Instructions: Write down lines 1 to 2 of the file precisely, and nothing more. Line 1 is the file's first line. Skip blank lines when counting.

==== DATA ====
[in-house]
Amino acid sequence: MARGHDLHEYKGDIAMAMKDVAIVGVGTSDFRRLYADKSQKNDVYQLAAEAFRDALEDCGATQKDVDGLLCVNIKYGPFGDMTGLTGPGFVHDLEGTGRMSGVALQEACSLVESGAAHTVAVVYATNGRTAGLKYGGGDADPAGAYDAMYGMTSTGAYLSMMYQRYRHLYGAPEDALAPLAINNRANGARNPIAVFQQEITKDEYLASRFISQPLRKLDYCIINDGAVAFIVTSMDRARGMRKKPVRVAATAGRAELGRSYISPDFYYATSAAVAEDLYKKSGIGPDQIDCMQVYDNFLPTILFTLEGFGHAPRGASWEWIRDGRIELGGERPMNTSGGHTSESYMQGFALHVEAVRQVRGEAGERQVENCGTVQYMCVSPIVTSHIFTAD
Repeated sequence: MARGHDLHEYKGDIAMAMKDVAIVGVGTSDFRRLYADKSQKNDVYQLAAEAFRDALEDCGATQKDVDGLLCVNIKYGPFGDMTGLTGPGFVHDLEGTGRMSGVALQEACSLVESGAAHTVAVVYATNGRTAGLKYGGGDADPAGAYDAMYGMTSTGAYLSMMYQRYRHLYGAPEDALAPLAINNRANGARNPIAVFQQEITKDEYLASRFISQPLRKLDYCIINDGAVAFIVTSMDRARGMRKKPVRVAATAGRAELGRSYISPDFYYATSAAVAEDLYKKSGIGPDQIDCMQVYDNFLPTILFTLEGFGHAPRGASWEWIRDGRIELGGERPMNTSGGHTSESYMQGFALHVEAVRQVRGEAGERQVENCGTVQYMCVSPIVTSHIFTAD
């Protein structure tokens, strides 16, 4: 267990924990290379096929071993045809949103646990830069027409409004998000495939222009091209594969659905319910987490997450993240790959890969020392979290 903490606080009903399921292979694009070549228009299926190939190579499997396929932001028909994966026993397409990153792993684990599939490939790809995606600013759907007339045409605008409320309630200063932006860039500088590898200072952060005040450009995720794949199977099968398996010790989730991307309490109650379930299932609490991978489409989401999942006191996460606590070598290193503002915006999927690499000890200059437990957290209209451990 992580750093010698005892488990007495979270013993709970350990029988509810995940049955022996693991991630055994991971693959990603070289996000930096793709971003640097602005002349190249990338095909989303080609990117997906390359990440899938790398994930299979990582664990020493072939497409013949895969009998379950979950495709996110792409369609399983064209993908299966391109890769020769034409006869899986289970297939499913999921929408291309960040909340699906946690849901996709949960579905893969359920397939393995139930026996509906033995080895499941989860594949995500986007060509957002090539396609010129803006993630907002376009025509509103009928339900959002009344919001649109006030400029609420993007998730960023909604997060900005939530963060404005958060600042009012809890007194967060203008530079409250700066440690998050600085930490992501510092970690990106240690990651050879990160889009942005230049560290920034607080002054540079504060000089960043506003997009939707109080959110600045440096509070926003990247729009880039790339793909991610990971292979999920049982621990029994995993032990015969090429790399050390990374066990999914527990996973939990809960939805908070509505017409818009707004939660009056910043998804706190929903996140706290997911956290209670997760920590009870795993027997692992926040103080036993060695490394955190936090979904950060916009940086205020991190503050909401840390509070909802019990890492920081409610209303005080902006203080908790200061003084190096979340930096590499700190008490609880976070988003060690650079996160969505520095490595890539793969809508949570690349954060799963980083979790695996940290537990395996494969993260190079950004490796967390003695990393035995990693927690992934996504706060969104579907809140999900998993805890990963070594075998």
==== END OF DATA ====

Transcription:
[in-house]
Amino acid sequence: MARGHDLHEYKGDIAMAMKDVAIVGVGTSDFRRLYADKSQKNDVYQLAAEAFRDALEDCGATQKDVDGLLCVNIKYGPFGDMTGLTGPGFVHDLEGTGRMSGVALQEACSLVESGAAHTVAVVYATNGRTAGLKYGGGDADPAGAYDAMYGMTSTGAYLSMMYQRYRHLYGAPEDALAPLAINNRANGARNPIAVFQQEITKDEYLASRFISQPLRKLDYCIINDGAVAFIVTSMDRARGMRKKPVRVAATAGRAELGRSYISPDFYYATSAAVAEDLYKKSGIGPDQIDCMQVYDNFLPTILFTLEGFGHAPRGASWEWIRDGRIELGGERPMNTSGGHTSESYMQGFALHVEAVRQVRGEAGERQVENCGTVQYMCVSPIVTSHIFTAD